Longer Hospital Stays Associated with Insomnia Symptoms

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A new study found patients who scored high on the Insomnia Severity Index questionnaire had a longer hospital stay length, increased risk of 30-day readmission, and increased risk of 30-day emergency department or urgent care visits.

Study Shows Association Between Longer Hospital Stays and Insomnia Symptoms

Julie M. Neborak, MD

Credit: Rush University Medical Center

In a new study, inpatients with pre-admission insomnia symptoms were associated with lower sleep efficiency during hospitalization, longer hospital stay, and increased risk of a readmission.1

Previous studies have explored the association between insomnia and hospitalizations—but focusing on onset insomnia, not pre-admission insomnia symptoms. For instance, a 1998 study found 47% of 222 patients reported they had insomnia or excessive sleepiness while in the hospital. Except, according to their medical records, no patient had physician documentation of insomnia symptoms.2,3

Then, in a 2010 longitudinal observational study, investigators found in 280 hospitalized elderly patients, 21% reported onset insomnia, 38% reported moderate or severe insomnia, and 38% reported sleep disturbances during hospitalization. Here, their severe morbidity, pain, and impaired functional status were significantly linked to insomnia.2,4

Many factors can lead to insomnia in hospitalized patients, such as sleep disorders—like obstructive sleep apnea, restless legs syndrome, and periodic limb movement disorder—psychological and physical factors, particular medical conditions, medications, environment, clinical activities, and poor sleep hygiene.2

As for the environment leading to insomnia, noise plays a factor. Noise may come from the staff talking amongst each other, alarms, pagers, intercoms, doors, medical equipment, or the TV. A study found the noise level in hospitals to be 50 – 70 decibels during the day and about 67 decibels at night. This goes against the Environmental Protection Agency’s recommendation of a maximum of 45 decibels during the day and 35 decibels at night.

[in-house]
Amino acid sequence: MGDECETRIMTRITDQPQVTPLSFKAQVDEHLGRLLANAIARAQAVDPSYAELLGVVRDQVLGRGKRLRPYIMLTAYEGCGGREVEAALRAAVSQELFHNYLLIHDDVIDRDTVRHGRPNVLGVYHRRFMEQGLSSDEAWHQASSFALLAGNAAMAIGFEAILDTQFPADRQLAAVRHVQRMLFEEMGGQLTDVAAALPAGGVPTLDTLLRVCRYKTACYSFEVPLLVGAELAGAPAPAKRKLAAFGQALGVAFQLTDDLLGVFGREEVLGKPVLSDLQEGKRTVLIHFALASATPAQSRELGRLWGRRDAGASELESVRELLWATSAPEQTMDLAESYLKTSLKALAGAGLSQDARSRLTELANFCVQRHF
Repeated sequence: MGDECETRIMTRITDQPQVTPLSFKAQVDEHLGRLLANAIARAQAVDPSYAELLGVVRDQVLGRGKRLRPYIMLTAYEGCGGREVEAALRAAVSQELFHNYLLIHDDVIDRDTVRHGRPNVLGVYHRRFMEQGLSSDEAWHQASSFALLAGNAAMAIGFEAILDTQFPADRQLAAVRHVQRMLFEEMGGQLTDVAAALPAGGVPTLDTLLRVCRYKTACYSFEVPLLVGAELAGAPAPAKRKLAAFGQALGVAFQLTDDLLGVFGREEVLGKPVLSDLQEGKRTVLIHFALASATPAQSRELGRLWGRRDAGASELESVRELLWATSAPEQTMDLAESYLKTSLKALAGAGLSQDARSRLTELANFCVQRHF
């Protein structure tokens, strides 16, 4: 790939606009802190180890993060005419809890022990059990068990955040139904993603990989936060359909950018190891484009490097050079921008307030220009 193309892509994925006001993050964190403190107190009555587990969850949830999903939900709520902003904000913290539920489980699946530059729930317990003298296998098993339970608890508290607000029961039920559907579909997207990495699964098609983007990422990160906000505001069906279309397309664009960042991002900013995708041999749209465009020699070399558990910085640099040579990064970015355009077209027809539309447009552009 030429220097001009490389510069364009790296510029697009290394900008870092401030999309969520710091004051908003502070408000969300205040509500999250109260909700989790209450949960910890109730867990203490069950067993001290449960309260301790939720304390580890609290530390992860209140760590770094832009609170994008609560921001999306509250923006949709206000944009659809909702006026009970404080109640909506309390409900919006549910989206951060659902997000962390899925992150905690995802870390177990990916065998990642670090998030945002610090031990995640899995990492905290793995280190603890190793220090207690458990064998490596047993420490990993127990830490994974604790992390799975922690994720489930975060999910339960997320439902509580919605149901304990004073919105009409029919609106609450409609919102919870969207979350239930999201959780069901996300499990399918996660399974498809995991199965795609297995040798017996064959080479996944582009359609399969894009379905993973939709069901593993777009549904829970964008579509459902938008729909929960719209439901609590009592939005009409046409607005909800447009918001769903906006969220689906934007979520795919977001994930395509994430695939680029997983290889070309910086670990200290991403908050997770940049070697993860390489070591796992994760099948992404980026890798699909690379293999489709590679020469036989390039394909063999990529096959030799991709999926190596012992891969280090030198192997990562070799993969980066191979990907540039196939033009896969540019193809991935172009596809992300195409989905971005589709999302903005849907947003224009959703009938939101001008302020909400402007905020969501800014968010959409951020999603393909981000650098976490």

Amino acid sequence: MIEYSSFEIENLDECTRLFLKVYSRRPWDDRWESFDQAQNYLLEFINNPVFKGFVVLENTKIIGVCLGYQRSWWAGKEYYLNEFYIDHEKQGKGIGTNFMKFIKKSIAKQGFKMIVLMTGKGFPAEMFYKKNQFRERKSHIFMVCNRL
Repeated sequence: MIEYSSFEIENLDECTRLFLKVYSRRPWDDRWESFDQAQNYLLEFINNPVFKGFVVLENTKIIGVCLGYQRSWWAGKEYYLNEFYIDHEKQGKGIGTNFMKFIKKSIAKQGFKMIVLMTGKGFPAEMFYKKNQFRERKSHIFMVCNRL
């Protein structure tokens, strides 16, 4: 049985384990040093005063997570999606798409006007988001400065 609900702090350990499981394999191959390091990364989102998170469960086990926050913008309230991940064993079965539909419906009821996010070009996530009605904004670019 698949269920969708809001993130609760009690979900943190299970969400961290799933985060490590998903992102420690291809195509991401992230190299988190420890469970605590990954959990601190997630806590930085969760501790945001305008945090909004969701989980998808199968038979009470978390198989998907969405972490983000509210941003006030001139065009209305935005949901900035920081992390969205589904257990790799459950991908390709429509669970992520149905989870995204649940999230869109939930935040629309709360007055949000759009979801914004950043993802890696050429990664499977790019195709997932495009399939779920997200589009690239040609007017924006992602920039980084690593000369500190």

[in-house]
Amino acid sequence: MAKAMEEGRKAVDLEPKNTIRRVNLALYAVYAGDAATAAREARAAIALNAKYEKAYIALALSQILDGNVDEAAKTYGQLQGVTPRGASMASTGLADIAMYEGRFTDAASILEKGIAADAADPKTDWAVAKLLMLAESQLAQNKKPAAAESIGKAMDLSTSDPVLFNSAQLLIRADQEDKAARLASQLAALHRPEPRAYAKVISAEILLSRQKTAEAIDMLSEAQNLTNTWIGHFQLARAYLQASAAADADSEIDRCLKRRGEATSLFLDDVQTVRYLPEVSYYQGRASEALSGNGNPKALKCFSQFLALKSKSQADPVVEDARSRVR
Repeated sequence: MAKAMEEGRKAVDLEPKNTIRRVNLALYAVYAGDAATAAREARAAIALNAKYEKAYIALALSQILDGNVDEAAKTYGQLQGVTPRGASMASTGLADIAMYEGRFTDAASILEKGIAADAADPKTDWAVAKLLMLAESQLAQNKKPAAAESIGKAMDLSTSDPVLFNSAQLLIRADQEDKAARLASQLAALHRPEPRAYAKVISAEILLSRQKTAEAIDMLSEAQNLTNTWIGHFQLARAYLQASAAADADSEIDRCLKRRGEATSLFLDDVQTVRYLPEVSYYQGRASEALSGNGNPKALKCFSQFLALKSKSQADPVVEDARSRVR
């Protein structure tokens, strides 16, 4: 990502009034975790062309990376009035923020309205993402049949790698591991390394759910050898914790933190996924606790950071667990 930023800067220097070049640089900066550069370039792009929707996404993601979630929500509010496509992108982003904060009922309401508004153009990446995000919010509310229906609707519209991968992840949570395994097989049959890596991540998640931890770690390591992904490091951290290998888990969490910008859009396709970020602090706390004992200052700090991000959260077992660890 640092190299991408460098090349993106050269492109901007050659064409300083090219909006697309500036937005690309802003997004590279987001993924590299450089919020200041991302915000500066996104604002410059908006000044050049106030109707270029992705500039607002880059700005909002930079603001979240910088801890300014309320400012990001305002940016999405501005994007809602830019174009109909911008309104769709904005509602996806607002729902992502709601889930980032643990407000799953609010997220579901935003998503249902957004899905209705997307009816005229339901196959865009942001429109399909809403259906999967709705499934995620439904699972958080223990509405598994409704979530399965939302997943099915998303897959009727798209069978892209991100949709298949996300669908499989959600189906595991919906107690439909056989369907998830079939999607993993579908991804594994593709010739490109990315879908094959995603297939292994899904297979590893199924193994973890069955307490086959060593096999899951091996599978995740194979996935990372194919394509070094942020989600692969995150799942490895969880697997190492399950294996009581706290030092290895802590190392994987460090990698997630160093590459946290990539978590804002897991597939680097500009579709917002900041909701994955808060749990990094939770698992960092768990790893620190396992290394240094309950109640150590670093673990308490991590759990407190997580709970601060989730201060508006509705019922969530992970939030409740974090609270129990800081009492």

The new prospective cohort study, led by Julie M. Neborak, MD, from Rush University Medical Center in Chicago, Illinois, sought to examine to the prevalence of pre-admission insomnia symptoms among inpatients, as well as evaluate the association of insomnia symptoms with in-hospital sleep and clinical outcomes.1

“Among medicine inpatients, there was a high prevalence of pre-admission insomnia symptoms suggestive of possible undiagnosed insomnia,” the investigators wrote.

The study included 568 patients who were ≥50 years old and had no previously diagnosed sleep disorders. Participants filled out the Insomnia Severity Index questionnaire to determine pre-admission insomnia symptoms. The higher the score, the more insomnia symptoms. The investigators also evaluated sleep duration and efficiency with actigraphy. Moreover, participants self-reported 30-day discharge readmissions, emergency department visits, and urgent care visits.

Nearly half (49%) of the participants scored high scores on the Insomnia Severity Index, indicating possible undiagnosed insomnia. The higher scores were also associated with shorter sleep duration (β= -2.6, 95% CI, -4.1 to -1.1; P = .001) and lower sleep efficiency (β=-0.39, 95% CI, -0.63 to -0.15; P = .001).

Then, after adjusting for age, sex, body mass index, and co-morbidities, the investigators found higher Insomnia Severity Index scores were linked with longer hospital stay length (incidence rate ratio [IRR], 1.01; 95%; CI, 1.00 – 1.02; P = .011), increased risk of 30-day readmission (odds ratio [OR], 1.04; 95%; CI, 1.01 – 1.07; P = .018), and increased risk of 30-day emergency department or urgent care visit (OR, 1.04; 95%; CI, 1.00 – 1.07; P = .043).

Thus, patients who had long hospital stays was linked to pre-admission insomnia symptoms—and hence could potentially have insomnia.

References

  1. Neborak JM, Press VG, Parker WF, et al. Association of pre-admission insomnia symptoms with objective in-hospital sleep and clinical outcomes among hospitalized patients. J Clin Sleep Med. Published online December 29, 2023. doi:10.5664/jcsm.10964
  2. Koski, R. Treatment of Insomnia in Hospitalized Patients. U.S. Pharmacist. January 20, 2011. https://www.uspharmacist.com/article/treatment-of-insomnia-in-hospitalized-patients. Accessed January 2, 2024
  3. Meissner HH, Riemer A, Santiago SM, et al. Failure of physician documentation of sleep complaints in hospitalized patients. West J Med. 1998;169:146-149.
  4. Isaia G, Corsinovi L, Bo M, et al. Insomnia among hospitalized elderly patients: prevalence, clinical characteristics and risk factors. Arch Gerontol Geriatr. 2010;Mar 23 [Epub ahead of print].
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